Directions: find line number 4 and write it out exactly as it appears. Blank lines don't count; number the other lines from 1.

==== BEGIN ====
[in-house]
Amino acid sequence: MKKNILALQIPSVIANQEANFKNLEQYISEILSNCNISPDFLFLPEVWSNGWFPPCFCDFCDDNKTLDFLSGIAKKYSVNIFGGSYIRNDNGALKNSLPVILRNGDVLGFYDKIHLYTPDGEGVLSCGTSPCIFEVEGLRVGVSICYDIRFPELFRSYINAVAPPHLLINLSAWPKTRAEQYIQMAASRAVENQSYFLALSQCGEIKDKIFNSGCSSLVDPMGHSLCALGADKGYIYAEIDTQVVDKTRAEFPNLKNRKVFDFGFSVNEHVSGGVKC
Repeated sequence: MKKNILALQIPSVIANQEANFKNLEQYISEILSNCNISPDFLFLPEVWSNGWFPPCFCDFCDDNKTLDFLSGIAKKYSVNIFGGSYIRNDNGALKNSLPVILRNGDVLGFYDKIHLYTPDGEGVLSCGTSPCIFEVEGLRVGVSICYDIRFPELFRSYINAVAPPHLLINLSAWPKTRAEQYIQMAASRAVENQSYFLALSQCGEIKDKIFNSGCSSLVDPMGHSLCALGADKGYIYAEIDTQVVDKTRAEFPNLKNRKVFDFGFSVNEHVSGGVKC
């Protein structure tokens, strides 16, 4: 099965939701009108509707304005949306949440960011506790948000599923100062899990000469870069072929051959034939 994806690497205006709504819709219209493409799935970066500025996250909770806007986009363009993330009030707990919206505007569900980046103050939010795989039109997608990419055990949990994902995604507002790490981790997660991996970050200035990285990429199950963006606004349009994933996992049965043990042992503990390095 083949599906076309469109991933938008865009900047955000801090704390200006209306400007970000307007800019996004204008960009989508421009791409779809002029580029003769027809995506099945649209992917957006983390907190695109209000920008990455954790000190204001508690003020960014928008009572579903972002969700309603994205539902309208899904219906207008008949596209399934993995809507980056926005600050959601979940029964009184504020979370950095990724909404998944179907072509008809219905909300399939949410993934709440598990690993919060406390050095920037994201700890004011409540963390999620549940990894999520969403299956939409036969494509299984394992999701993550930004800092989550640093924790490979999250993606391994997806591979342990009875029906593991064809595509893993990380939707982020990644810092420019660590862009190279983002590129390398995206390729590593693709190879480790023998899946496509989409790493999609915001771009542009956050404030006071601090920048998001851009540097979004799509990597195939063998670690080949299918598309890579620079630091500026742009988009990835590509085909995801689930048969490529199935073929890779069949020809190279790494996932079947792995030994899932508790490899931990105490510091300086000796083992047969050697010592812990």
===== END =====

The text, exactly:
């Protein structure tokens, strides 16, 4: 099965939701009108509707304005949306949440960011506790948000599923100062899990000469870069072929051959034939 994806690497205006709504819709219209493409799935970066500025996250909770806007986009363009993330009030707990919206505007569900980046103050939010795989039109997608990419055990949990994902995604507002790490981790997660991996970050200035990285990429199950963006606004349009994933996992049965043990042992503990390095 083949599906076309469109991933938008865009900047955000801090704390200006209306400007970000307007800019996004204008960009989508421009791409779809002029580029003769027809995506099945649209992917957006983390907190695109209000920008990455954790000190204001508690003020960014928008009572579903972002969700309603994205539902309208899904219906207008008949596209399934993995809507980056926005600050959601979940029964009184504020979370950095990724909404998944179907072509008809219905909300399939949410993934709440598990690993919060406390050095920037994201700890004011409540963390999620549940990894999520969403299956939409036969494509299984394992999701993550930004800092989550640093924790490979999250993606391994997806591979342990009875029906593991064809595509893993990380939707982020990644810092420019660590862009190279983002590129390398995206390729590593693709190879480790023998899946496509989409790493999609915001771009542009956050404030006071601090920048998001851009540097979004799509990597195939063998670690080949299918598309890579620079630091500026742009988009990835590509085909995801689930048969490529199935073929890779069949020809190279790494996932079947792995030994899932508790490899931990105490510091300086000796083992047969050697010592812990």